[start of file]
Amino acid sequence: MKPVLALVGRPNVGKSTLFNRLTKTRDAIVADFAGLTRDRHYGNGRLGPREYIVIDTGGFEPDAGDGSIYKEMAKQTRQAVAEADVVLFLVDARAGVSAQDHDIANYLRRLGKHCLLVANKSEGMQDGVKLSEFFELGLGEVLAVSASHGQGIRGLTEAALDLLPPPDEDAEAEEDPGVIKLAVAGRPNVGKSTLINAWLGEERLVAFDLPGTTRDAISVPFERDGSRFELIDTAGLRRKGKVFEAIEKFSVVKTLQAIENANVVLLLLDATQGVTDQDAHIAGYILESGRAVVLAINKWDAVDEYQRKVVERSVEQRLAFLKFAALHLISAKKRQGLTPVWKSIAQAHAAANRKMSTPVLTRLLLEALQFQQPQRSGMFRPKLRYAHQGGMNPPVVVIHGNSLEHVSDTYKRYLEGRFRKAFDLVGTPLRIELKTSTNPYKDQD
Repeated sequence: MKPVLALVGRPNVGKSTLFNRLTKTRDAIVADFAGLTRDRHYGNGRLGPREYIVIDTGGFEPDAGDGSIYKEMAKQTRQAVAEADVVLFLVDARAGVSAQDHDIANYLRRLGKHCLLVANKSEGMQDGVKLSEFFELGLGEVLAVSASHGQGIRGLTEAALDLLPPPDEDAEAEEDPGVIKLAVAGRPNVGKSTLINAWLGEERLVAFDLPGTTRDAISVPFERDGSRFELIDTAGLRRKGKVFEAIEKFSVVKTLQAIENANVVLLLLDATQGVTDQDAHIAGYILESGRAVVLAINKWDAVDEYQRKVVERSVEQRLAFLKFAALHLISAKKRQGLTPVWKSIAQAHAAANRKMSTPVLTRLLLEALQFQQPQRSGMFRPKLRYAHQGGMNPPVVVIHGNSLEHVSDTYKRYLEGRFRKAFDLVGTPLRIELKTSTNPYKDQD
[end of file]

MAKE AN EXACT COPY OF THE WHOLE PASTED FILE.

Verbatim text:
Amino acid sequence: MKPVLALVGRPNVGKSTLFNRLTKTRDAIVADFAGLTRDRHYGNGRLGPREYIVIDTGGFEPDAGDGSIYKEMAKQTRQAVAEADVVLFLVDARAGVSAQDHDIANYLRRLGKHCLLVANKSEGMQDGVKLSEFFELGLGEVLAVSASHGQGIRGLTEAALDLLPPPDEDAEAEEDPGVIKLAVAGRPNVGKSTLINAWLGEERLVAFDLPGTTRDAISVPFERDGSRFELIDTAGLRRKGKVFEAIEKFSVVKTLQAIENANVVLLLLDATQGVTDQDAHIAGYILESGRAVVLAINKWDAVDEYQRKVVERSVEQRLAFLKFAALHLISAKKRQGLTPVWKSIAQAHAAANRKMSTPVLTRLLLEALQFQQPQRSGMFRPKLRYAHQGGMNPPVVVIHGNSLEHVSDTYKRYLEGRFRKAFDLVGTPLRIELKTSTNPYKDQD
Repeated sequence: MKPVLALVGRPNVGKSTLFNRLTKTRDAIVADFAGLTRDRHYGNGRLGPREYIVIDTGGFEPDAGDGSIYKEMAKQTRQAVAEADVVLFLVDARAGVSAQDHDIANYLRRLGKHCLLVANKSEGMQDGVKLSEFFELGLGEVLAVSASHGQGIRGLTEAALDLLPPPDEDAEAEEDPGVIKLAVAGRPNVGKSTLINAWLGEERLVAFDLPGTTRDAISVPFERDGSRFELIDTAGLRRKGKVFEAIEKFSVVKTLQAIENANVVLLLLDATQGVTDQDAHIAGYILESGRAVVLAINKWDAVDEYQRKVVERSVEQRLAFLKFAALHLISAKKRQGLTPVWKSIAQAHAAANRKMSTPVLTRLLLEALQFQQPQRSGMFRPKLRYAHQGGMNPPVVVIHGNSLEHVSDTYKRYLEGRFRKAFDLVGTPLRIELKTSTNPYKDQD